Two days later, Zac Adan was stopped by three security guards outside his residence hall. Following the removal of the fences, University leaders had apologized for any worry caused by the policy and assured students that they could ‘continue to come and go freely’. However, they also announced that they would be moving forward with ‘alternative security measures’, including increased security patrols and the ID checks that Adan faced upon his return home. As Adan recounts, the security guards pinned him against the wall and accused him of ‘looking like a drug dealer’. In footage captured at the scene, Adan appealed to those around to bear witness: ‘They’re trying to snatch my card out of me. You see, I take this racial profiling.’ ‘You didn’t go for them,’ he declared to the security guards, ‘you came for me.’ Many of Adan’s fellow students listened and joined an organized march against racial profiling in Fallowfield on November 16.
What is apparent is that University leaders – despite their expressions of sympathy and support – were not really listening to the ‘stories and experiences’ of students in the face of overwhelming police power. It was the University’s own policies that created the context for these traumatizing experiences of overpolicing, surveillance and racial profiling.
Had the university moved beyond vacuous statements, to take seriously the lessons of this summer’s anti-racist protests, then these events would have been entirely foreseeable. In Greater Manchester, and nationally, policing disproportionately harms Black communities. These historical and enduring patterns are evident in data on stop and search, in use of force including Taser, in racial profiling through gangs databases, and at all levels of policing. These issues are apparent in the context of private security too, and specifically on university campuses where Black students are too often seen as trespassers, or ‘bodies out of place’. What’s particularly jarring is that in addition to the voices of students, there is also a strong evidence base – including from academics working at these very institutions – that highlights these issues.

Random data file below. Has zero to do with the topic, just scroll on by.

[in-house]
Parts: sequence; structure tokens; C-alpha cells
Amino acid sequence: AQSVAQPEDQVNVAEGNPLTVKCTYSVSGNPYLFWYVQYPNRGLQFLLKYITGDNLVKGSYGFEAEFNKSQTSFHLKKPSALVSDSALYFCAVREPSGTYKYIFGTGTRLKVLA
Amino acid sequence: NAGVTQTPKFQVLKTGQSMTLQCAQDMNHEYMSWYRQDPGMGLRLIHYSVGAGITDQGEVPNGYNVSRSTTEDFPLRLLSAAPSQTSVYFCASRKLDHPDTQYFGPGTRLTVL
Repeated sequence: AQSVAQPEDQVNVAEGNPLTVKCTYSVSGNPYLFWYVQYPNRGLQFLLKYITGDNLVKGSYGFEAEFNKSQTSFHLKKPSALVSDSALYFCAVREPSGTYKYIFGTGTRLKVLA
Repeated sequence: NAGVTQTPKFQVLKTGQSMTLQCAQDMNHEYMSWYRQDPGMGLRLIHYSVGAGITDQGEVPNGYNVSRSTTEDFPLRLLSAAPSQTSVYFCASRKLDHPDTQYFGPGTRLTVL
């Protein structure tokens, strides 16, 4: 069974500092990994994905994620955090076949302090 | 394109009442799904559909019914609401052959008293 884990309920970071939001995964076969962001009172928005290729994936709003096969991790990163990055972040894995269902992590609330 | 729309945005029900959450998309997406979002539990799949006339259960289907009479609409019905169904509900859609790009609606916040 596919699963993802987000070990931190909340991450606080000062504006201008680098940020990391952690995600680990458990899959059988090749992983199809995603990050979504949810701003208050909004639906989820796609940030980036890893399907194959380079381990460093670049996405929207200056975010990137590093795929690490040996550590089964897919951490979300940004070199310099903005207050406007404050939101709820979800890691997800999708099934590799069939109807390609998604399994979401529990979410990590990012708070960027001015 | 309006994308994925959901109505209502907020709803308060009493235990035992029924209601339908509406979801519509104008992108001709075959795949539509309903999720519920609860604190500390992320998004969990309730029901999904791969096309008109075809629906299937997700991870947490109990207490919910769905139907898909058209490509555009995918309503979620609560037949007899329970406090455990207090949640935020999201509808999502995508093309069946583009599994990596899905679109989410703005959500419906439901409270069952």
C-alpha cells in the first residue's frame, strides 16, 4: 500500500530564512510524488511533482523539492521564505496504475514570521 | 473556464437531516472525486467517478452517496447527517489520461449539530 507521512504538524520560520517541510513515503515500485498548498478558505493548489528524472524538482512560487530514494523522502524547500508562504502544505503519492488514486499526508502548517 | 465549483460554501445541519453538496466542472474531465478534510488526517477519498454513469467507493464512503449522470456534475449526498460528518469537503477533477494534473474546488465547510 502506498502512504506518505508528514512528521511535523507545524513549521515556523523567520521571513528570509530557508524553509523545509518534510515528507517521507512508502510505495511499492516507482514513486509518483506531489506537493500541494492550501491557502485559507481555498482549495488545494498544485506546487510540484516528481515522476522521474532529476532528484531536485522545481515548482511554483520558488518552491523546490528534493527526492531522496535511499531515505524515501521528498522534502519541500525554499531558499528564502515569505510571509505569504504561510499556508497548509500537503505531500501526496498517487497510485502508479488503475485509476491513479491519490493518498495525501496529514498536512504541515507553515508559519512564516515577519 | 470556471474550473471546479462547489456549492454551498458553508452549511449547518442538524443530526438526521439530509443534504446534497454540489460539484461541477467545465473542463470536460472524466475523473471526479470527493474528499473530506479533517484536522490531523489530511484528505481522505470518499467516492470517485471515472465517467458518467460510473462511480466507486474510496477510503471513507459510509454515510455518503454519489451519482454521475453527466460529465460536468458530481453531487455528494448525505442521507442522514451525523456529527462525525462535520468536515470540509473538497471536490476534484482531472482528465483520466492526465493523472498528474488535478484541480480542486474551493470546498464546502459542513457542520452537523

With all of this in mind, we have to ask why exactly the University of Manchester need to carry out an investigation into the incident of racial profiling? The problems are plain to see, and whilst the investigation will likely see the blame fall solely on individual security staff in order to protect the university, much of the fault lies with the institution! Not only because it has put lives at risk by treating students as cash cows, but because, despite its rhetoric and high-profile hires, and despite the agitation of its students, it has failed to do the necessary work of addressing institutional racism. Through the whiteness of its curricula and its teaching staff, to the toothlessness of its approaches to ‘equality and diversity’, its inaction on the ‘awarding gap’, and its numerous close links with the police, the university has created the campus conditions that marginalise Black students. Many of these issues were highlighted in a set of demands made by Decolonise UoM back in June. Evidently foreseeing just how vacuous university statements would transpire to be, they said:
‘If the University of Manchester is truly committed to anti-racism and decolonisation, as it claims, we call on the institution to demonstrate a commitment to Black Lives Matter not just through words, but through action.’
We are now seeing the impact of the university’s inaction. However, as student protesters are showing, it will be through organising and resistance that change will come.
This year, the Northern Police Monitoring Project and Kids of Colour launched a campaign to get police out of schools. With support from the National Education Union’s North West Black Members Organizing Forum, the No Police in Schools campaign highlights how penal enforcement is creeping into education, and how this is harmful to students, particularly those from minoritised communities. The recent events on university campuses in Manchester, and elsewhere, coupled with previous campaigns for Cops off Campus, serve as a stark reminder that these are urgent issues for university students too!